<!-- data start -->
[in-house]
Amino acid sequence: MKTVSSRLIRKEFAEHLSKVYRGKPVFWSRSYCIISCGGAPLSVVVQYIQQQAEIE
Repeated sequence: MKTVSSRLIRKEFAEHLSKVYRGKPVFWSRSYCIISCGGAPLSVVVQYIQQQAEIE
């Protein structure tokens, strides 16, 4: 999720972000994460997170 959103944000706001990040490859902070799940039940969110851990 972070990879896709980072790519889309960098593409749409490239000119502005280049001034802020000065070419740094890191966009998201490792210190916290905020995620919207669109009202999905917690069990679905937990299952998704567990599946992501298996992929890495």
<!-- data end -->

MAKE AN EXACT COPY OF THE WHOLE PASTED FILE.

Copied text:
[in-house]
Amino acid sequence: MKTVSSRLIRKEFAEHLSKVYRGKPVFWSRSYCIISCGGAPLSVVVQYIQQQAEIE
Repeated sequence: MKTVSSRLIRKEFAEHLSKVYRGKPVFWSRSYCIISCGGAPLSVVVQYIQQQAEIE
């Protein structure tokens, strides 16, 4: 999720972000994460997170 959103944000706001990040490859902070799940039940969110851990 972070990879896709980072790519889309960098593409749409490239000119502005280049001034802020000065070419740094890191966009998201490792210190916290905020995620919207669109009202999905917690069990679905937990299952998704567990599946992501298996992929890495």